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Cardiovascular Physiology Concepts

Richard E. Klabunde, PhD


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Atrial and Brain Natriuretic Peptides

Natriuretic peptides


Natriuretic peptide formation and release

Natriuretic peptides (NPs) are peptide hormones that are synthesized by the heart, brain, and other organs. The release of these peptides by the heart is stimulated by atrial and ventricular distension, as well as by neurohumoral stimuli, usually in response to heart failure. The main physiological actions of natriuretic peptides are to reduce arterial pressure by decreasing blood volume and systemic vascular resistance.

Atrial natriuretic peptide (ANP) is a 28-amino acid peptide that is synthesized, stored, and released by atrial myocytes in response to atrial distension, angiotensin II stimulation, endothelin, and sympathetic stimulation (beta-adrenoceptor mediated). Therefore, elevated levels of ANP are found during hypervolemic states (elevated blood volume), such as occur in heart failure. ANP is first synthesized and stored in cardiac myocytes as prepro-ANP, which is then cleaved to pro-ANP and finally to ANP. ANP is the biologically active form of the peptide.

Natriuretic peptide formation and receptorsA second natriuretic peptide (brain-type natriuretic peptide; BNP) is a 32-amino acid peptide that is synthesized largely by the ventricles (as well as in the brain where it was first identified). BNP is first synthesized as prepro-BNP, which is then cleaved to pro-BNP and finally to BNP. Like ANP, BNP is released by the same mechanisms that release ANP, and it has similar physiological actions. Proteolysis of pro-BNP (108 amino acids) results in BNP (32 amino acids) and the N-terminal piece of pro-BNP (NT-pro-BNP; 76 amino acids). Both BNP and NT-pro-BNP are sensitive, diagnostic markers for heart failure in patients.

Circulating ANP and BNP can bind to natriuretic peptide receptor-A (NPR-A) in a variety of tissues, particularly at vascular and renal sites. NPR-A is coupled to particulate guanylyl cyclase (GC) that is associated with the NPR-A on the cellular membrane. GC activation leads to the formation of cGMP from GTP. The cGMP serves as a second messenger for the cellular actions of natriuretic peptides.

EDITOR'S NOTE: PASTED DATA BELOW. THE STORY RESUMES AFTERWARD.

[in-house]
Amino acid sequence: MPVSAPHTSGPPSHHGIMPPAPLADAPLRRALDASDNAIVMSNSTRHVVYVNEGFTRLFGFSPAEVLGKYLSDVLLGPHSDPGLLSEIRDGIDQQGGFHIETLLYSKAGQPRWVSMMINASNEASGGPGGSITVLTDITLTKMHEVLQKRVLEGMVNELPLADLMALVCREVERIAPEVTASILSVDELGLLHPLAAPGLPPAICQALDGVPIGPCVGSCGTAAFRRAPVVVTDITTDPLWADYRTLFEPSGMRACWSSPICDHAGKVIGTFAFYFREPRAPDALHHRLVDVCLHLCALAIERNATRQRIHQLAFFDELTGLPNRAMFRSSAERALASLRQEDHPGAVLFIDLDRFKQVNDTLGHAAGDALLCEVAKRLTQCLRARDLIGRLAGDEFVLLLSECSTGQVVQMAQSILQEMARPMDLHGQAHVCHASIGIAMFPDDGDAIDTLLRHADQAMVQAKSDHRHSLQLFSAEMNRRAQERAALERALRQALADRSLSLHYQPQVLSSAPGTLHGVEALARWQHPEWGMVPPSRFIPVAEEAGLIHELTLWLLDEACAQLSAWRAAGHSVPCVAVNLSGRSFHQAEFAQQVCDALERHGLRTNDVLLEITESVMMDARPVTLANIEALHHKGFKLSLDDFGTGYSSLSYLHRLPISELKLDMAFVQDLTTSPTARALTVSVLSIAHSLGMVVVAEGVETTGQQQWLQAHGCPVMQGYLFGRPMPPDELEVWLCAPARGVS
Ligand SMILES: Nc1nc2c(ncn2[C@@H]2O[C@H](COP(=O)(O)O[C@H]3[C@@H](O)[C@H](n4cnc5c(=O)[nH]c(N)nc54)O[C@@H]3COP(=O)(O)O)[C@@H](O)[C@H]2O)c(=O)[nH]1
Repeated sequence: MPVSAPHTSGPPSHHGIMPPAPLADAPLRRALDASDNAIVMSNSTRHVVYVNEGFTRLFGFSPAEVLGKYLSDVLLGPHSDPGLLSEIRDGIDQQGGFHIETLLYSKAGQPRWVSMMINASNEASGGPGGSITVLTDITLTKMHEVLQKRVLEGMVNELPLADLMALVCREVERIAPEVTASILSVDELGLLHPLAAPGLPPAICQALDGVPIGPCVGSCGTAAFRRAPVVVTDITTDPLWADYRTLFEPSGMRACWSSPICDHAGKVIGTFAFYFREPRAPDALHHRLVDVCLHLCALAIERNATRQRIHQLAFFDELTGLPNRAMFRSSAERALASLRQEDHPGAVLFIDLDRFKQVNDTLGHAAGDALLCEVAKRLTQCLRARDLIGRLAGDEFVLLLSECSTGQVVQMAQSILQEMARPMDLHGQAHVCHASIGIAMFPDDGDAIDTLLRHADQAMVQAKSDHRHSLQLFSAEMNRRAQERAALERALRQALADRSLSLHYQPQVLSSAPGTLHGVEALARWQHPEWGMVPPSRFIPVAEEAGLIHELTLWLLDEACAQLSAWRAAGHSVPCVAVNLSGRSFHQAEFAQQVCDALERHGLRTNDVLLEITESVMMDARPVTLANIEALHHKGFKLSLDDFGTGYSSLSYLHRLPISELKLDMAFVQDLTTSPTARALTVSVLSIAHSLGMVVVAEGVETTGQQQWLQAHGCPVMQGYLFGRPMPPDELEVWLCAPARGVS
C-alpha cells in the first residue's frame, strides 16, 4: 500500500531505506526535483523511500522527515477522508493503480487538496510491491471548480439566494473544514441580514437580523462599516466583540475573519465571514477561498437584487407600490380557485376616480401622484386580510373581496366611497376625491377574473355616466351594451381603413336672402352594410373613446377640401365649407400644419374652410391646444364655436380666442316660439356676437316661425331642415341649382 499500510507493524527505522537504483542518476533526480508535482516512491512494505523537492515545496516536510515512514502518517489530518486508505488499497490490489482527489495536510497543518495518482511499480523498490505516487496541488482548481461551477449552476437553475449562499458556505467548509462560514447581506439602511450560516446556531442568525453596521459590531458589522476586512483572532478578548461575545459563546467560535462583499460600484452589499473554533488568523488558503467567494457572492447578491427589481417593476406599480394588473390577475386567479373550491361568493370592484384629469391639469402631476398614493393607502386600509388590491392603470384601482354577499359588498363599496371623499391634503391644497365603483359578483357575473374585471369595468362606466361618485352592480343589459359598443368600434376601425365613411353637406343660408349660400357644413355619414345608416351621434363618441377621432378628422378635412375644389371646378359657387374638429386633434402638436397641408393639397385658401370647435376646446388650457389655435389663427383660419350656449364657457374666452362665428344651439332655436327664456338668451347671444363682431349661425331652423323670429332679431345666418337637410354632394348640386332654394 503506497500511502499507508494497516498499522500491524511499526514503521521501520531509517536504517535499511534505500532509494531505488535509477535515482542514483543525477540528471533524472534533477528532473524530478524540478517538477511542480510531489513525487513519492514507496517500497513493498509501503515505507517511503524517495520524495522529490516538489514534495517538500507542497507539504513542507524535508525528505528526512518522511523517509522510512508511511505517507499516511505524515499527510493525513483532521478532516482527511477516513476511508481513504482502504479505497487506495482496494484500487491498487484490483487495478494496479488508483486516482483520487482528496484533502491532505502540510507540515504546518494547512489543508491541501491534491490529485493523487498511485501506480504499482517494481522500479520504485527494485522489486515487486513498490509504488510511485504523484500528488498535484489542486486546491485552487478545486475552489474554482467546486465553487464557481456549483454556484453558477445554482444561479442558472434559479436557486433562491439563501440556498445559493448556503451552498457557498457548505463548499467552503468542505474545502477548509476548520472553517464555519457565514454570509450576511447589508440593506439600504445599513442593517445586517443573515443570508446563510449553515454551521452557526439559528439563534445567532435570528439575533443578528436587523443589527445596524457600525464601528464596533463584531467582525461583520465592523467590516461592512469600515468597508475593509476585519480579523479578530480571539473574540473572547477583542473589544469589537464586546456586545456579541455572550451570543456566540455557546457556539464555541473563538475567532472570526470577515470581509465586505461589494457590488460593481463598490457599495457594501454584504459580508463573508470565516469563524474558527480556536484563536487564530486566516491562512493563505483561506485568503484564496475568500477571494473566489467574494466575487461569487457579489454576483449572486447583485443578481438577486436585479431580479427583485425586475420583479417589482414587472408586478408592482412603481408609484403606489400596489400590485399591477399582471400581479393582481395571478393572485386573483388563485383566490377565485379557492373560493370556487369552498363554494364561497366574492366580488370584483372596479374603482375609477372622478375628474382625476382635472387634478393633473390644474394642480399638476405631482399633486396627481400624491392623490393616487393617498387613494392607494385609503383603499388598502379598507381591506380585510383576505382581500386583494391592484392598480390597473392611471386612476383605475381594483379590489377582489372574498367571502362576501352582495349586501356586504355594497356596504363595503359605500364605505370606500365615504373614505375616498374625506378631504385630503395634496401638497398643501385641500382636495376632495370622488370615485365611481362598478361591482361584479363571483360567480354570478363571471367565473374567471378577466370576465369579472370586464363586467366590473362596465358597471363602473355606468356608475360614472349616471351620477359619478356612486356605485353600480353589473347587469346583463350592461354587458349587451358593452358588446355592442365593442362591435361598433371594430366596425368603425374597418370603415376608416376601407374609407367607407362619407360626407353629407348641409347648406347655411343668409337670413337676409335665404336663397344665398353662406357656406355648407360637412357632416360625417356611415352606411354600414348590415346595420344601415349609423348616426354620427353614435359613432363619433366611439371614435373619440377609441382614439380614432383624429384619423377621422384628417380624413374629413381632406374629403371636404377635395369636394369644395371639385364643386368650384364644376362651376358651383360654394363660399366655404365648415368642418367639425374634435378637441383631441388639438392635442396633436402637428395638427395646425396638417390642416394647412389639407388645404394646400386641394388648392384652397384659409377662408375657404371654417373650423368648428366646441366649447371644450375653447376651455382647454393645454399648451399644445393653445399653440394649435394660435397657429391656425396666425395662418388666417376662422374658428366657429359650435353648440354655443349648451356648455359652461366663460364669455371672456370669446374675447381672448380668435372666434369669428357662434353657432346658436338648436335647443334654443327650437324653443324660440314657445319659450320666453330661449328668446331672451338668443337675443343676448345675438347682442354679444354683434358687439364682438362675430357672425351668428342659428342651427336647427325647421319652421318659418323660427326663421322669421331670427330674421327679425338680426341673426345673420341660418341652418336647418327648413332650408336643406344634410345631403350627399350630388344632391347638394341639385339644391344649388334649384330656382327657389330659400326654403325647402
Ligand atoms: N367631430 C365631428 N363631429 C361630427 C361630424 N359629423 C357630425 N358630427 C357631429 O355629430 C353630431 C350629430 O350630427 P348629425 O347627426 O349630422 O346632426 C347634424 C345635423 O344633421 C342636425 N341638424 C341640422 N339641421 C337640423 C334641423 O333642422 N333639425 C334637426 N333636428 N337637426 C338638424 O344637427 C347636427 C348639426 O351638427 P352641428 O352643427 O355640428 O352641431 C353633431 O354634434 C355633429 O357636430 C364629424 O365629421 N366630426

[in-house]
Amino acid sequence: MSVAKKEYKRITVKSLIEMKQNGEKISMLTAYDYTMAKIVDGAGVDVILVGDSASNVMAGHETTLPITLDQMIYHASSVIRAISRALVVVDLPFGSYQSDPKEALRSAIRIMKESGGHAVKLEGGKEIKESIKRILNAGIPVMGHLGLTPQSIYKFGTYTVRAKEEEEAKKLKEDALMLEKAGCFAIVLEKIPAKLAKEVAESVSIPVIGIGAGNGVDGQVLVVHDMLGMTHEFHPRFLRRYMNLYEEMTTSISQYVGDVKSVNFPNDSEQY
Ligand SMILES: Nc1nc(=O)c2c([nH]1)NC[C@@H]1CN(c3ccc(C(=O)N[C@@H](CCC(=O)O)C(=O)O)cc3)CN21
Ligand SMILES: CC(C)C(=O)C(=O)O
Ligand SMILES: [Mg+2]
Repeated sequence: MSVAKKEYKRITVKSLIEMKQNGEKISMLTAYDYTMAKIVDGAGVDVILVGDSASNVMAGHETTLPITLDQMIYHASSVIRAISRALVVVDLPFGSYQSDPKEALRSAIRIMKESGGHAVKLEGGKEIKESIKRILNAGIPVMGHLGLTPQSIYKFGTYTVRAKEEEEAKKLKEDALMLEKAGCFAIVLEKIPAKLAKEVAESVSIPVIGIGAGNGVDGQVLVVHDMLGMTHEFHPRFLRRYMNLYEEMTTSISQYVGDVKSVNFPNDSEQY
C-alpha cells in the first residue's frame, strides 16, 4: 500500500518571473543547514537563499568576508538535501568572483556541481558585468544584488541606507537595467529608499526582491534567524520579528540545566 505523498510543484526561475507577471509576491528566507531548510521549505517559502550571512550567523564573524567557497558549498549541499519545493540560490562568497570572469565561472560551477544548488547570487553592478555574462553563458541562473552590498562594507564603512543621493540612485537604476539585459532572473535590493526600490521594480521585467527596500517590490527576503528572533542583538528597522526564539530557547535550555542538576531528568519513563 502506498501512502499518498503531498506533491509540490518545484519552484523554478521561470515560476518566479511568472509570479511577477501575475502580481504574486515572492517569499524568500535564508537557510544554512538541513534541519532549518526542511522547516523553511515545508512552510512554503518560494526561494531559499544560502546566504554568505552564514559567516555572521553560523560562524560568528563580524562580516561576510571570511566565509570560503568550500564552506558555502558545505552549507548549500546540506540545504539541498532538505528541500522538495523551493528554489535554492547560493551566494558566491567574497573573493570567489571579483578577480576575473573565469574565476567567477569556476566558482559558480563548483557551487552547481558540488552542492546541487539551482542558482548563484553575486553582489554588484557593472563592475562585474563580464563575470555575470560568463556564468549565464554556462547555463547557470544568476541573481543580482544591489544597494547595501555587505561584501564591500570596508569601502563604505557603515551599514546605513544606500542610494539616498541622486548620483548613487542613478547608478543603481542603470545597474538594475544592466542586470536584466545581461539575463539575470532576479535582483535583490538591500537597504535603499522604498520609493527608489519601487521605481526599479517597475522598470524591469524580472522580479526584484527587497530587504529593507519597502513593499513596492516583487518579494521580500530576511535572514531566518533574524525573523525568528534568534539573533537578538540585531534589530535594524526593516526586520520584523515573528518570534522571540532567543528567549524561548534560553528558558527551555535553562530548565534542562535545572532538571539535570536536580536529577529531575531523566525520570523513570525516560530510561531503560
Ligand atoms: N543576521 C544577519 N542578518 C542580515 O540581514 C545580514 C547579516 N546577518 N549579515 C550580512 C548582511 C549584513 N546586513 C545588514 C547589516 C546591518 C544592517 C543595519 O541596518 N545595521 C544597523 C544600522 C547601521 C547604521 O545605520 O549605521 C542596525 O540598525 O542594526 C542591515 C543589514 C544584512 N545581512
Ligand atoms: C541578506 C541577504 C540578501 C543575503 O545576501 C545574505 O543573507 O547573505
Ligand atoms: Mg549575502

Neutral endopeptidase (NEP; also called neprilysin) is a circulating enzyme that degrades natriuretic peptides. Therefore, inhibition of this enzyme (e.g., by sacubitril) increases circulating levels of natriuretic peptides and potentiates their effects.

Cardiovascular and renal effects

Cardiovascular and Renal
Actions of Natriuretic Peptides

  • Natriuresis
  • Diuresis
  • Improve glomerular filtration rate
    & filtration fraction
  • Inhibit renin release
    • ↓ circulating angiotensin II
    • ↓ circulating aldosterone
  • Systemic vasodilation
  • Arterial hypotension
  • Reduced venous pressure
  • Reduced pulmonary capillary
    wedge pressure

Natriuretic peptides (NPs) are involved in the long-term regulation of sodium and water balance, blood volume and arterial pressure. There are two major pathways of natriuretic peptide actions: 1) vasodilator effects, and 2) renal effects that lead to natriuresis and diuresis.

NPs directly dilate veins (increase venous compliance) and decrease central venous pressure, which reduces cardiac output by decreasing ventricular preload. NPs also dilate arteries, which decreases systemic vascular resistance and systemic arterial pressure. Chronic elevations of NPs appear to decrease arterial blood pressure primarily by decreasing systemic vascular resistance. The mechanism of systemic vasodilation involves NP receptor-mediated elevations in vascular smooth muscle cGMP and attenuation of sympathetic vascular tone. This latter mechanism may involve NPs acting on sites within the central nervous system and through inhibition of norepinephrine release by sympathetic nerve terminals.

NPs affect the kidneys by increasing glomerular filtration rate (GFR) and filtration fraction, which produces natriuresis (increased sodium excretion) and diuresis (increased fluid excretion). These renal effects of NPs are potassium sparing, unlike most diuretic drugs that are used to induce natriuresis and diuresis in patients.

A second renal action of NPs is that they decrease renin release, decreasing circulating levels of angiotensin II and aldosterone. This leads to further natriuresis and diuresis. Decreased angiotensin II also contributes to systemic vasodilation and decreased systemic vascular resistance.

Taken together, these actions of NPs decrease blood volume, arterial pressure, central venous pressure, pulmonary capillary wedge pressure, and cardiac output. To summarize, natriuretic peptides serve as a counter-regulatory system for the renin-angiotensin-aldosterone system (RAAS).

A recombinant human BNP, or nesiritide, was developed and evaluated for treating acute, decompensated congestive heart failure caused by systolic dysfunction. However, this drug is no longer used in the treatment of this condition because a large clinical trial failed improved clinical outcomes. A new class of drugs that are neutral endopeptidase (NEP, neprilysin) inhibitors (e.g., sacubitril), when combined with an angiotensin receptor blocker (ARB, valsartan) have been shown to be safe and effective in treating acute, decompensated heart failure. This drug combination blocks both angiotensin receptors (AT1) and the degradation of NPs, which enhances the RAAS counter-regulatory effects of NPs.  

Revised 12/9/2022


DISCLAIMER: These materials are for educational purposes only, and are not a source of medical decision-making advice.